“The Mirror of Magic is an exceptionally important work. Its influence on art cannot be underestimated, from surrealism moving forward. Capturing the visuality of the traditions as well as underlining their continuing relevance, this book belongs in every library of art. Seeing it back in print is hopefully a harbinger of things to come.”
— Jesse Bransford, associate professor of art at NYU Steinhardt
“Kurt Seligmann’s The Mirror of Magic is a wide-ranging and accomplished survey of significant magical beliefs and practitioners in both East and West, spanning from antiquity to the dawn of our modern, scientific era in the eighteenth century. At last restored to the sumptuous visual glory of its original edition, The Mirror of Magic wondrously reflects the myriad ways, seen and unseen, by which man seeks to engage and even control elements of the surrounding universe.”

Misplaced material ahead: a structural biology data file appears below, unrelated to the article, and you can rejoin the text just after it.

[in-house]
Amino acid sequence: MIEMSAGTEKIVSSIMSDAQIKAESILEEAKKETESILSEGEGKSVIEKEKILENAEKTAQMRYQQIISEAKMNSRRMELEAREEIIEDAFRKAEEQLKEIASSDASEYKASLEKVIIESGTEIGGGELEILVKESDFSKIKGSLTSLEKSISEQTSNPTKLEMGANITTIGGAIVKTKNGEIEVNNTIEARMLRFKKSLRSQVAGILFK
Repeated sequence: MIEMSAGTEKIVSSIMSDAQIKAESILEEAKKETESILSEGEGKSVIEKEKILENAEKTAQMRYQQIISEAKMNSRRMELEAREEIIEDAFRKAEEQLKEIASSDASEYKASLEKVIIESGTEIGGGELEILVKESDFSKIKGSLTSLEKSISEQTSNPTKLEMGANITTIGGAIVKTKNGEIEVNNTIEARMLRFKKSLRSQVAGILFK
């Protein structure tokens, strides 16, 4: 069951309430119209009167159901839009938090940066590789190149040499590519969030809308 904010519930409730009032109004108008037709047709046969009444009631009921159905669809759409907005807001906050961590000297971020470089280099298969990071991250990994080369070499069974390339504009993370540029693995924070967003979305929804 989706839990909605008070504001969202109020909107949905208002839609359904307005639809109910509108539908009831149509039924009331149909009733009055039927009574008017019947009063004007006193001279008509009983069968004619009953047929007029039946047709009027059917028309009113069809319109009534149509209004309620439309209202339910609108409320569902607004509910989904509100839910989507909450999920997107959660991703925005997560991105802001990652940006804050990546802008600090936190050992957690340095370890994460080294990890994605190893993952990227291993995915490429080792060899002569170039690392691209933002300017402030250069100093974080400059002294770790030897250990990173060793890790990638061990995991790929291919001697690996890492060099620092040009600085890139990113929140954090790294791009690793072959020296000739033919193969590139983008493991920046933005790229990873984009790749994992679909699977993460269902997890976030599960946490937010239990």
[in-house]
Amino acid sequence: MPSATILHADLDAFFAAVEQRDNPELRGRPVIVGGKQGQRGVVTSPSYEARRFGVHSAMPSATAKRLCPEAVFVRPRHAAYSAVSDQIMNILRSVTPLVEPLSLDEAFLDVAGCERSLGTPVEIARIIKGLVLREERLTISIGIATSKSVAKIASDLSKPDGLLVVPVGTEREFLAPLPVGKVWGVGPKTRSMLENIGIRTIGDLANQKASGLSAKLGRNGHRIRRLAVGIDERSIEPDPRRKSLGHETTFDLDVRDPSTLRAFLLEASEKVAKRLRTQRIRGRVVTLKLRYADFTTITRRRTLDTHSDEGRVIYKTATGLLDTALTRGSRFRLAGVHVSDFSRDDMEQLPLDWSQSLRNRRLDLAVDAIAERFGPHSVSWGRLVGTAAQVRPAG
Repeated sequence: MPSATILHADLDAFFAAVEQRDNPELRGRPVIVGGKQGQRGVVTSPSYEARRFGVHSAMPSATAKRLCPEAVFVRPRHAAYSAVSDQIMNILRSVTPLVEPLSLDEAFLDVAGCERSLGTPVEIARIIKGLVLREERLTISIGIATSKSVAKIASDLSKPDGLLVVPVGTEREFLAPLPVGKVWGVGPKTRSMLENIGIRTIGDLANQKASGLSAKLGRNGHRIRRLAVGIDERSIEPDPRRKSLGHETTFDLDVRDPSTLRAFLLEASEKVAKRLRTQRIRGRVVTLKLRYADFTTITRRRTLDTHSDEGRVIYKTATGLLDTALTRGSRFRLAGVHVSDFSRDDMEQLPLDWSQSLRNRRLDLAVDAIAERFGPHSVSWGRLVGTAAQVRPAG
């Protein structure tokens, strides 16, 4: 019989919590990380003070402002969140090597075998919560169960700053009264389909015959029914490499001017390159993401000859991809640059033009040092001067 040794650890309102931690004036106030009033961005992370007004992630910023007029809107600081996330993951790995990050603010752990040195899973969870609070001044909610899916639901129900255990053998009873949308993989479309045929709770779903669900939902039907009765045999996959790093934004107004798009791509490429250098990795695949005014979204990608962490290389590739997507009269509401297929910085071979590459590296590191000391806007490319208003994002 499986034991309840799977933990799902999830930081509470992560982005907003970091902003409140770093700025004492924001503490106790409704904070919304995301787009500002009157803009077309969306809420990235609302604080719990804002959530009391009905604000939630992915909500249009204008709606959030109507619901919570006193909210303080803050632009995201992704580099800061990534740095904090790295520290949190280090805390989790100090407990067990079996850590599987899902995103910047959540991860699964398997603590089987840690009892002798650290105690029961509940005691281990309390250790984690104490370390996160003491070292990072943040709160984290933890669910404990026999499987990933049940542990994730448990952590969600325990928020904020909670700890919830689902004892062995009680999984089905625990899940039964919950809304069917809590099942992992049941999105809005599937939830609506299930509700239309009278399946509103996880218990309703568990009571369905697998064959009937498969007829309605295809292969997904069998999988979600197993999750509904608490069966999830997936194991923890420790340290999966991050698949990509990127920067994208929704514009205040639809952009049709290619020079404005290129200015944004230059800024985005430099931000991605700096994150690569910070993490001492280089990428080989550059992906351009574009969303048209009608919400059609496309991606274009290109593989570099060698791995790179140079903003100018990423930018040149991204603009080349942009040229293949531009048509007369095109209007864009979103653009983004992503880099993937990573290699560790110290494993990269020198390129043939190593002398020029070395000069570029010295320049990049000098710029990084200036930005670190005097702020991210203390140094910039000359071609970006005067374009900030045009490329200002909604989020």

— Michael Moynihan, coauthor of Lords of Chaos
"As well as being a feast for the eyes, the book is a delight to read."
— Arts and Antiques 2019
"Beautifully illustrated with images from the author's rare library, this collector's edition features all of the artwork--more than 250 images--from the original 1948 edition."
— Clinton Chronicle, Inc. 2018